The Care and Feeding of an Organization's Stars, Mules and Trash
Early in my career I had the opportunity to work for a seasoned human resources professional. The combination of his intelligence, perceptivity and crassness made for some memorable experiences and pearls of wisdom.
One day we were discussing the issue of rewards and he told me that he believed in the philosophy of “reward the Stars, feed the Mules and burn the Trash.” While this is indeed, a crude way of expressing a way to categorize employees, as the years go by I have come to see this in operation in a variety of ways.
Most organizations either explicitly or implicitly lump employees into these categories. That is not necessarily a bad thing (except for using these non politically correct labels) because it helps the leadership decide where to invest in its human resources. Most companies have moved away from one-size-fits all treatment, having realized that spreading limited resources across the entire employee spectrum does not accomplish much.
Stars and Superstars
Leading edge companies are now putting considerable focus on the vital few that will take the organization into its next generation of leaders. GE, P&G, Intel, Unilever are exemplars of this. They focus on not just the Stars, but the Superstars.
With shrinking HR budgets more companies are now focusing on these Superstars at the expense of all others. Consider that maybe one-fourth of one percent of all management fall into this group. While it is extremely important to make sure that the next generation of C-suite leaders are the right ones and that they have been well prepared for the challenges ahead of them, development cannot stop with here.
As organizations tend to emulate these benchmark companies, careful consideration needs to happen before reallocating funds to the vital few in lieu of the larger group of stars. Doing so, turns many of these high potentials for leadership into high potentials for voluntary turnover.
Developing the Mules
The Mules are the most populous part of the organization. They are its backbone. These are the people, whether they be front line employees or multifunction managers, who keep the organization running. They are usually evaluated as solid performers with limited potential for movement much higher in the organization.
Organizations need to continue to invest in this cohort. It requires creating a talent management strategy for the majority of employees. This includes keeping the workforce fully competent in doing there jobs now and in the near future. It also requires continued development of employees to keep them motivated to perform and stay with the organization.
Managing the Mules requires a clear understanding of where the business is going and what competencies will be needed by people to meet this demand. It also requires for considerable one-on-one communication with people to merge the organizations needs with those of each employee. This usually results in individual development action plans, which are nice documents to have, but they must be acted upon.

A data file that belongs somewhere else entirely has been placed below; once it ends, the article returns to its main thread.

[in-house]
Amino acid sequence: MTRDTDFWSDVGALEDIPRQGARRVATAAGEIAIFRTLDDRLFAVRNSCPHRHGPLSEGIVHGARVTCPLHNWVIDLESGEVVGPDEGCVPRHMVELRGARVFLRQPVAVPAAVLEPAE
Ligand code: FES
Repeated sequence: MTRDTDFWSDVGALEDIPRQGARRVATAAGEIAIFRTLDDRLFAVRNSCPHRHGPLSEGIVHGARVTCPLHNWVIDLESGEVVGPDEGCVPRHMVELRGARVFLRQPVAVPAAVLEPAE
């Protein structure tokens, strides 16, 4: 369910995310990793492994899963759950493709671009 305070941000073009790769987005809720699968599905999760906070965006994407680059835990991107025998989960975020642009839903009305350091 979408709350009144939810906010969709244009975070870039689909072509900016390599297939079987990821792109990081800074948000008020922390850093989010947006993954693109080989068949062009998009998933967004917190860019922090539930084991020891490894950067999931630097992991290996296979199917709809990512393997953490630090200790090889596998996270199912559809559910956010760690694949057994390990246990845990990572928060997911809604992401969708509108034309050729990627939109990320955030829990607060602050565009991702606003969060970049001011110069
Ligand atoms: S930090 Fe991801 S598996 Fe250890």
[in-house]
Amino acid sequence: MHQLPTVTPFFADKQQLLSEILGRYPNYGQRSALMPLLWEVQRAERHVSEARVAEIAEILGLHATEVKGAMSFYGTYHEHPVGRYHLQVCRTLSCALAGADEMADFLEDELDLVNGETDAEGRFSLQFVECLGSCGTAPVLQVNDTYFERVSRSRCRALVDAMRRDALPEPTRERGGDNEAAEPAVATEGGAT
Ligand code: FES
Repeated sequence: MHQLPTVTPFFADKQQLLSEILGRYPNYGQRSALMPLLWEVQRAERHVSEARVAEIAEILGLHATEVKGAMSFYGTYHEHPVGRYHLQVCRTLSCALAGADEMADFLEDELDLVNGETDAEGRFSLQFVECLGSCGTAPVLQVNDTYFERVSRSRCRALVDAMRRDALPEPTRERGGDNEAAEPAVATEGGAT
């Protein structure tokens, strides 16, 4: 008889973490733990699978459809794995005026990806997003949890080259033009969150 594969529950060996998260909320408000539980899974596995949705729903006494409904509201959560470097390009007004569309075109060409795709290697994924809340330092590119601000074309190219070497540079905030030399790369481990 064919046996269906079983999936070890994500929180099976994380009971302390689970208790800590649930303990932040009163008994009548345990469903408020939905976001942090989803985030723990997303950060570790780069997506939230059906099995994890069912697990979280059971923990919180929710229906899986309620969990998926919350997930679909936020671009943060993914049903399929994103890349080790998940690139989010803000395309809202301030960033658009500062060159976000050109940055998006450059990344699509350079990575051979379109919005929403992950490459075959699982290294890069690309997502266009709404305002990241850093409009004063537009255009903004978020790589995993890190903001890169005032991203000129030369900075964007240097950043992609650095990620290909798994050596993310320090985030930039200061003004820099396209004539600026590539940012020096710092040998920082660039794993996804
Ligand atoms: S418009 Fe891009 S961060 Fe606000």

Today, effective organization and people development is providing customized development opportunities. Through the use of learning management system technologies, cost-effective learning solutions are available, which allow for the delivery of scalable and diverse learning and development content to this population.
Investing in an organization’s people infrastructure may not create headlines, or put it in state-of-the-art case studies, but it will create a solid and sustainable employee base which will continue to contribute to its future.
Taking Out The Trash
While many organizations talk tough about dealing with low performers, such policies rarely get operationalized fully. At the end of the day, it boils down to each supervisor being able to implement such policies. Oftentimes they are either ignored or manipulated so that ultimate action is not taken.
The easiest way to circumvent the problem is to provide overly lenient performance evaluations. This may be countered with the organization forcing performance rating distributions, such as requiring 10% of the workforce be rated in the lowest category.
Being in this category does not necessarily mean people are terminated, but at a minimum they are put on performance improvement plans. Frequently, the blame for poor performance is quickly attributed to lack of motivation or desire to perform and that employees are warned to “do better”.
Supervisors need to own this poor performance and become a coach in working to turn the employee around. This may mean remedial training and closer supervision, along with continuous honest feedback, with the ultimate goal of turning the employee into a productive one.